As spring training starts baseball juices flowing, it's time for a look at the latest members of the "Benedict Arnold Club", as Matthew Kory of Over the Monster calls it.
If you're a New York fanatic, there's always a twinge when you see a former favorite wearing the Red Sox uniform: think Alfredo Aceves. Similarly, members of Red Sox Nation cringe at the thought of seeing someone like 2004 World Series hero Johnny Damon don the pinstripes.
Making it worse for Red Sox fans is that the player movement along the Boston-New York corridor has been heavily in the Yankees favor over the years, starting with a guy named Babe Ruth.
Of the defectors in the last 20 years, I would guess Roger Clemens and Wade Boggs sting the most from the Red Sox side. Everyone over 30 will probably remember when Boggs joined the Yankees in 1993. That was bad enough, but seeing him on that horse after winning the World Series just rubbed salt in the wound.
Reliever Mike Stanton is another Red Sox player who found success in the Bronx. At the 1996 trading deadline the Red Sox sent him to Texas for two forgettable players. The Yankees picked him up the following year, and over the next seasons he went 30-12 out of the NY bullpen, earning an All-Star nod in 2001.
From the Yankees side, there have been fewer defections that have come back to haunt them in the past few decades—Aceves and Mike Lowell being the most recent exceptions.
A couple of others that come to mind are David Cone and Don Baylor, thought by many to be the catalyst for the pennant-winning 1986 Red Sox team.
Some players performed reasonably well for both teams: David Wells, Mike Torrez, Ramiro Mendoza and Eric Hinske come to mind.
(In fact, those last two names are the answer to a pretty good trivia question: Who are the only two ballplayers since 1918 to have won a World Series ring with both the Red Sox and the Yankees?)
Others have played for the dark side at the end of their careers: Luis Tiant, Bill Monbouquette and George "Boomer" Scott had twilight stints with the Yankees, while I imagine Yankee fans found it difficult to watch the great Elston Howard play for the Red Sox.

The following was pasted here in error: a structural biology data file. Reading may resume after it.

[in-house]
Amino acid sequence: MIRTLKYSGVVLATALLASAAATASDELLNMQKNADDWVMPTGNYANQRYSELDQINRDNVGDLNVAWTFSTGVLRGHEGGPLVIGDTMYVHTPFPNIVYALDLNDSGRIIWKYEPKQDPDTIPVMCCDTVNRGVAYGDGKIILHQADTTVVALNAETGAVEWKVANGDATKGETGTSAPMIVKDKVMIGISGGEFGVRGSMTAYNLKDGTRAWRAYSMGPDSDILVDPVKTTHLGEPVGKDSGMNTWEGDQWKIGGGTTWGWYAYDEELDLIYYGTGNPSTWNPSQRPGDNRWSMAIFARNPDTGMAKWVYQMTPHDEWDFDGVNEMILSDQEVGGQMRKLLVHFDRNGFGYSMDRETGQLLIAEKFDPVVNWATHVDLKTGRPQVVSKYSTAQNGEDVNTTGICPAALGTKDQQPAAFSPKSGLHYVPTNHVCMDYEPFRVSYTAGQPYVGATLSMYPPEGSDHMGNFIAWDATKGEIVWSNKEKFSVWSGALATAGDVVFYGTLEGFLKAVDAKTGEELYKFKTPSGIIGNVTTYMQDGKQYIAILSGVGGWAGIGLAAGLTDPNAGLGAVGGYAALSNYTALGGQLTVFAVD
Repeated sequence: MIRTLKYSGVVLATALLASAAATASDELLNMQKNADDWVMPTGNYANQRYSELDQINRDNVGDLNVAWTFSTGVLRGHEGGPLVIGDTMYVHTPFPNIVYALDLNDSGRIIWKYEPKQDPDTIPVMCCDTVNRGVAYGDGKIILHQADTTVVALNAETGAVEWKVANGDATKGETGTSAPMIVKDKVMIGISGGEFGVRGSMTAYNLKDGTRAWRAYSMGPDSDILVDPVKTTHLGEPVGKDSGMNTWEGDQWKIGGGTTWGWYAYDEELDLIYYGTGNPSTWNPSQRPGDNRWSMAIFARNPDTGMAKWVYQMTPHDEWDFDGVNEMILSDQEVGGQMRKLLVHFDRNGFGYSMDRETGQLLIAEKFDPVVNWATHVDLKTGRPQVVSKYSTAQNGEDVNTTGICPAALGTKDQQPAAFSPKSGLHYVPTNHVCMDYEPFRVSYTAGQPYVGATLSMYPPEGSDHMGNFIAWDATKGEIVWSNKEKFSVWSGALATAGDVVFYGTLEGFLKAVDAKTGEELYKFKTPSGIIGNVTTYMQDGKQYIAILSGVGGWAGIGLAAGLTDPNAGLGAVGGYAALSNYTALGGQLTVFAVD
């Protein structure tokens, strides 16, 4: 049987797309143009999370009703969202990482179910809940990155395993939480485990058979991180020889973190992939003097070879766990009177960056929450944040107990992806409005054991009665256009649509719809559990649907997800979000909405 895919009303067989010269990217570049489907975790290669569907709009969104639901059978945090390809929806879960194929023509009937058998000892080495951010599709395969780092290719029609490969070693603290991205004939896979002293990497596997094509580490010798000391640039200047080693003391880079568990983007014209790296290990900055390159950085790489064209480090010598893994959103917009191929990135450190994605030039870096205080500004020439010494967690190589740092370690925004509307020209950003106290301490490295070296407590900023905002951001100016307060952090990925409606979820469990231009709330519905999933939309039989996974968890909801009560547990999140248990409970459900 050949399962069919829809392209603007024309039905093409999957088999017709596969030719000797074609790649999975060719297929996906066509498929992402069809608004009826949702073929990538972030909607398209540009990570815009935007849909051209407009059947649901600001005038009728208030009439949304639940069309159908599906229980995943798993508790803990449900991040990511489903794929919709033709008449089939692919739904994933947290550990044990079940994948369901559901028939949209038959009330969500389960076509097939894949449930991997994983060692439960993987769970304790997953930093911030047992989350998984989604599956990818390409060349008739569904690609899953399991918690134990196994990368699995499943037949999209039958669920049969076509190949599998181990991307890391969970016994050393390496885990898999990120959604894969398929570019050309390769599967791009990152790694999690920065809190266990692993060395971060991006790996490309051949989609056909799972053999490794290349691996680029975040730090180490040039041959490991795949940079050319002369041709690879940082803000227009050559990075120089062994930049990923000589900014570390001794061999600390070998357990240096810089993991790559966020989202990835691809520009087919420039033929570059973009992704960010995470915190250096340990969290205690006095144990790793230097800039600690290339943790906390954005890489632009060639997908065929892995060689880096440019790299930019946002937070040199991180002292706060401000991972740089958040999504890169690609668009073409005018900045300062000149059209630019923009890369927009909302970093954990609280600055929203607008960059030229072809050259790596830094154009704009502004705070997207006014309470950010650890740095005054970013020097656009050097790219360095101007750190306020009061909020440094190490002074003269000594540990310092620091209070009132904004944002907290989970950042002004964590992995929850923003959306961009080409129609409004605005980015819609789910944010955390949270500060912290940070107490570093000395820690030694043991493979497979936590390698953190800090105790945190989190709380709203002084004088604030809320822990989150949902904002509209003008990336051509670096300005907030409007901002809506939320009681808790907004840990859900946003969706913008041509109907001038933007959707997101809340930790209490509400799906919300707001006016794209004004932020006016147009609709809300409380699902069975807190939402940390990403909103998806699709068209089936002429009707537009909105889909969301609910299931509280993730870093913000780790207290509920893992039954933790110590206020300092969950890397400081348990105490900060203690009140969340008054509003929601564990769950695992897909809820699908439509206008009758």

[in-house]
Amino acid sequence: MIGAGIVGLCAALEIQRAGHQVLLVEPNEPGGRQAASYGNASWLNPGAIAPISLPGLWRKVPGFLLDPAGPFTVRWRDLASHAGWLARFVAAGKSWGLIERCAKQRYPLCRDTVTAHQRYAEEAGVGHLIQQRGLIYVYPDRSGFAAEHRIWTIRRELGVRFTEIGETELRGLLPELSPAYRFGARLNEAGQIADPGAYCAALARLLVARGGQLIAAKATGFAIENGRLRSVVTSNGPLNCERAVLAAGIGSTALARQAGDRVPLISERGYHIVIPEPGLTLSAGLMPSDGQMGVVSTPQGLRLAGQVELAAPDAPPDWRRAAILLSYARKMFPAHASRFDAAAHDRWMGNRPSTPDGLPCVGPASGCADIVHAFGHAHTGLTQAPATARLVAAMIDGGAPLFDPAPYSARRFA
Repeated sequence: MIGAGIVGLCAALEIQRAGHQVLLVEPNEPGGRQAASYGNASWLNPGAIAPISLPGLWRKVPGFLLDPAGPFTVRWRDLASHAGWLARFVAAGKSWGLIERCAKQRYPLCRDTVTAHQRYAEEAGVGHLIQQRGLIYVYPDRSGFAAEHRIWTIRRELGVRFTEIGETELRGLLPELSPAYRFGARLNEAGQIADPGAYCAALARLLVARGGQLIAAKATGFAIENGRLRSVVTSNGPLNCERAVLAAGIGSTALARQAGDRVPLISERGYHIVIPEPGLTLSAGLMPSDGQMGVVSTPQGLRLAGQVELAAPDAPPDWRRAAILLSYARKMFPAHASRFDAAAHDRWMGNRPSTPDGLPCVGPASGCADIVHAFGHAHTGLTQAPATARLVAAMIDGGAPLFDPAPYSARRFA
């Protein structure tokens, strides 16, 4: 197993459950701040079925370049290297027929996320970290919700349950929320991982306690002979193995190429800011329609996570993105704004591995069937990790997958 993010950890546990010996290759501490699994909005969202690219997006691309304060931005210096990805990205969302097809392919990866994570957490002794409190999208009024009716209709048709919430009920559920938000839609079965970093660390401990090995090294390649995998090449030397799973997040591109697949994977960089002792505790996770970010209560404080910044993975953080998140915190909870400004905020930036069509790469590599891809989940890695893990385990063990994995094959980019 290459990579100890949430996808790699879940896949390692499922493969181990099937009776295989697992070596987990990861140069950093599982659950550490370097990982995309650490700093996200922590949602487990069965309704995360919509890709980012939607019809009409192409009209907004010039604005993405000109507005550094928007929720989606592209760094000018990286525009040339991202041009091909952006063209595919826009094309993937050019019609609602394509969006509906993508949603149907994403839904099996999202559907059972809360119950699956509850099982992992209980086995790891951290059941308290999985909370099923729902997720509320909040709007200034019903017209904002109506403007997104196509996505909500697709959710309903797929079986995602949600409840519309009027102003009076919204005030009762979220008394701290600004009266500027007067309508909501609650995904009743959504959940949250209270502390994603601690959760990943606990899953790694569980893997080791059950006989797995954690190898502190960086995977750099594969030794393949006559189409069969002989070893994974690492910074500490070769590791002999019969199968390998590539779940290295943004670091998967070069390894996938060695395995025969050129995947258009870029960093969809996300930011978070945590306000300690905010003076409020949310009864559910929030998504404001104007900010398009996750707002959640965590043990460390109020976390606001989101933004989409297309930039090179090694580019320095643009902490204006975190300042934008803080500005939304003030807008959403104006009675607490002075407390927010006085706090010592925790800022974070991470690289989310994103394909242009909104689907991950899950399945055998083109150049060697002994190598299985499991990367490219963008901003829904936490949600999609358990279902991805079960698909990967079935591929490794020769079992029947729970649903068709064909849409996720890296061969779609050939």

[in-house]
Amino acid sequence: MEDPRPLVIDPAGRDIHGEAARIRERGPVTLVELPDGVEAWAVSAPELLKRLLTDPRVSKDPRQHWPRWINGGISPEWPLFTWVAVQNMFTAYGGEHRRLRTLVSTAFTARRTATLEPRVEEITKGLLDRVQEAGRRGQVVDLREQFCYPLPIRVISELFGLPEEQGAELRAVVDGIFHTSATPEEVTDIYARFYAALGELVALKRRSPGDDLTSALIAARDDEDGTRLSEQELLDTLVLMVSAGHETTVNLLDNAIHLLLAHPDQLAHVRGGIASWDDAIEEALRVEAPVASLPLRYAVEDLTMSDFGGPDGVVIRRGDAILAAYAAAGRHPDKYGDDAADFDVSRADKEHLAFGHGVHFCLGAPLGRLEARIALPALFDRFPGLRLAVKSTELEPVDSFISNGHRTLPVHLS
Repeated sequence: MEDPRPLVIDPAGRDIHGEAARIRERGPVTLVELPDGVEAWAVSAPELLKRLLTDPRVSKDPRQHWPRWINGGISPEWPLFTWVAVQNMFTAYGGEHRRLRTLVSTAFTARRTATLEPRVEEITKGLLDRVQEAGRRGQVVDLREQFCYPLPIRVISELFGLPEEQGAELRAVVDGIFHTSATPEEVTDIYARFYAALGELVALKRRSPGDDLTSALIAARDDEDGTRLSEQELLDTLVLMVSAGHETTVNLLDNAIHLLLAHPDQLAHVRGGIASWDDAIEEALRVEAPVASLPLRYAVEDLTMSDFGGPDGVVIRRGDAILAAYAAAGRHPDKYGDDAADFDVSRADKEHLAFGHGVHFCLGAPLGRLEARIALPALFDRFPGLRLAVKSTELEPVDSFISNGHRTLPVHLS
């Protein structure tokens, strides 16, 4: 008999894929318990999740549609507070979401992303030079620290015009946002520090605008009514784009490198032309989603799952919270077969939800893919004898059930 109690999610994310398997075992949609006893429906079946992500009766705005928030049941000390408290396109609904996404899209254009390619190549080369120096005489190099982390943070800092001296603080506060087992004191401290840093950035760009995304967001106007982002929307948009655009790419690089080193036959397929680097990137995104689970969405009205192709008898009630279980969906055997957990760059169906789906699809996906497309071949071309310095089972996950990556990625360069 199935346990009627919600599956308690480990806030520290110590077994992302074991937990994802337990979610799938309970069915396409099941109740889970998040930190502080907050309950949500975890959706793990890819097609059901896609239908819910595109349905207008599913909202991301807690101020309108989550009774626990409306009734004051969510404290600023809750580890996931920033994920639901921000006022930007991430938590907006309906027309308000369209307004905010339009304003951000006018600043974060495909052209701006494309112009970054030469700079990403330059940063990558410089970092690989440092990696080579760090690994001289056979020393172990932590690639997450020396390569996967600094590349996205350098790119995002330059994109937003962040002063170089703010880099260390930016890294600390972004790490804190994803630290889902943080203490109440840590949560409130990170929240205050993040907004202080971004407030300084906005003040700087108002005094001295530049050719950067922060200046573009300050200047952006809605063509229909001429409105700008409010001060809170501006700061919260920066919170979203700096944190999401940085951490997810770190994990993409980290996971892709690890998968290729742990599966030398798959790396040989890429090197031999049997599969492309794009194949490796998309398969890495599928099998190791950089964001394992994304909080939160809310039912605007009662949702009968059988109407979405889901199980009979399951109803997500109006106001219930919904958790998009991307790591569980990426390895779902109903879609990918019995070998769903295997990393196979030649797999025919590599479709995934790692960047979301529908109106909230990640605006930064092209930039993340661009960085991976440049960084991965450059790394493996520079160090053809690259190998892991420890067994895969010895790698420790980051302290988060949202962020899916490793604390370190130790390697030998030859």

In recent years free agency has created most of this movement, when the Yankees were quite simply willing to pay more than the Red Sox for certain players.
Even before free agency, however, the Yankees always seemed to get the better of the also-ran Red Sox. Many people forget that Babe Ruth was not the only player sold to the Yankees because of Harry Frazee's money woes in the World War I era.
Duffy Lewis, Everett Scott, Ernie Shore, Herb Pennock and Carl Mays all contributed to the Red Sox winning five of the seven World Series played between 1912 and 1918. Kory points out they were all sold to the Yankees between 1919 and 1923, leading to the total dismantling of a Red Sox powerhouse that would not even become a .500 team again until 1935. (Of course, the Sox also sold the legendary Tris Speaker to Cleveland.)
Back in the day, Yankee star pitchers Red Ruffing and Waite Hoyt both came from Boston.
In 1967 the Yankees embarrassed the Red Sox by getting All-Star and Cy Young reliever Sparky Lyle in exchange for the immortal Danny Cater.
A surprisingly high number of the 2004 curse-busting Red Sox team also played for the Yankees sometime during their careers. In addition to Damon and Mendoza, Mike Myers, Doug Meintkeiwicz, Mark Bellhorn, and Alan Embree all donned pinstripes at some point.
A few other club members whose names are familiar to most baseball fans are: Kevin Cash, Rick Cerone, Nick Green, Rickey Henderson, Jim Leyritz, Mike Stanley and Tom Gordon.
In all, according to BaseballReference.com, there are some 210 players over the years who have played for both teams.
Last year, the only former Red Sox player on the Yankees major league roster was Bartolo Colon, while Aceves was the only former Yankee on the Red Sox roster. Chances are those numbers will be higher this year.